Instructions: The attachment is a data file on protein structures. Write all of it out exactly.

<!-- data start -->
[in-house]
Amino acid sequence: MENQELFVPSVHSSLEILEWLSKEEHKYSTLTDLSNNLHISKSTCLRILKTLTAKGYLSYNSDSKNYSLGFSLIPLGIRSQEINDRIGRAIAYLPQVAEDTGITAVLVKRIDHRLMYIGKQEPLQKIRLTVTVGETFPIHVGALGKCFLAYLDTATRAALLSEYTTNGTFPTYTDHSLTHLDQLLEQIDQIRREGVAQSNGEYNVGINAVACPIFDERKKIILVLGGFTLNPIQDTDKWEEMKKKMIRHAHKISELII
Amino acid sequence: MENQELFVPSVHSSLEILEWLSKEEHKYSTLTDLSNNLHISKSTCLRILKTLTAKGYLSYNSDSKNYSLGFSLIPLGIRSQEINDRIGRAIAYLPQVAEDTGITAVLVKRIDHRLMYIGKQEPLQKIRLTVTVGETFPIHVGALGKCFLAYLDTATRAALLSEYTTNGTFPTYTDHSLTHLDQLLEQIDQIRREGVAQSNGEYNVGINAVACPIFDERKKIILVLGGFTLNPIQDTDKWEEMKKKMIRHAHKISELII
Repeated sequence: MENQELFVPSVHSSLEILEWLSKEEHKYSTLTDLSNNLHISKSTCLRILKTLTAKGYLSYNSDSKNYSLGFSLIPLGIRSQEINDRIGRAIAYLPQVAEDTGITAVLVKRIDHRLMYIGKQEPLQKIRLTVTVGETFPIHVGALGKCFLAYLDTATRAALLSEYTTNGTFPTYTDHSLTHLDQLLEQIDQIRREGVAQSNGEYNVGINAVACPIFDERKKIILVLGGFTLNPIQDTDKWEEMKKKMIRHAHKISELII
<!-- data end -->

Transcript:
[in-house]
Amino acid sequence: MENQELFVPSVHSSLEILEWLSKEEHKYSTLTDLSNNLHISKSTCLRILKTLTAKGYLSYNSDSKNYSLGFSLIPLGIRSQEINDRIGRAIAYLPQVAEDTGITAVLVKRIDHRLMYIGKQEPLQKIRLTVTVGETFPIHVGALGKCFLAYLDTATRAALLSEYTTNGTFPTYTDHSLTHLDQLLEQIDQIRREGVAQSNGEYNVGINAVACPIFDERKKIILVLGGFTLNPIQDTDKWEEMKKKMIRHAHKISELII
Amino acid sequence: MENQELFVPSVHSSLEILEWLSKEEHKYSTLTDLSNNLHISKSTCLRILKTLTAKGYLSYNSDSKNYSLGFSLIPLGIRSQEINDRIGRAIAYLPQVAEDTGITAVLVKRIDHRLMYIGKQEPLQKIRLTVTVGETFPIHVGALGKCFLAYLDTATRAALLSEYTTNGTFPTYTDHSLTHLDQLLEQIDQIRREGVAQSNGEYNVGINAVACPIFDERKKIILVLGGFTLNPIQDTDKWEEMKKKMIRHAHKISELII
Repeated sequence: MENQELFVPSVHSSLEILEWLSKEEHKYSTLTDLSNNLHISKSTCLRILKTLTAKGYLSYNSDSKNYSLGFSLIPLGIRSQEINDRIGRAIAYLPQVAEDTGITAVLVKRIDHRLMYIGKQEPLQKIRLTVTVGETFPIHVGALGKCFLAYLDTATRAALLSEYTTNGTFPTYTDHSLTHLDQLLEQIDQIRREGVAQSNGEYNVGINAVACPIFDERKKIILVLGGFTLNPIQDTDKWEEMKKKMIRHAHKISELII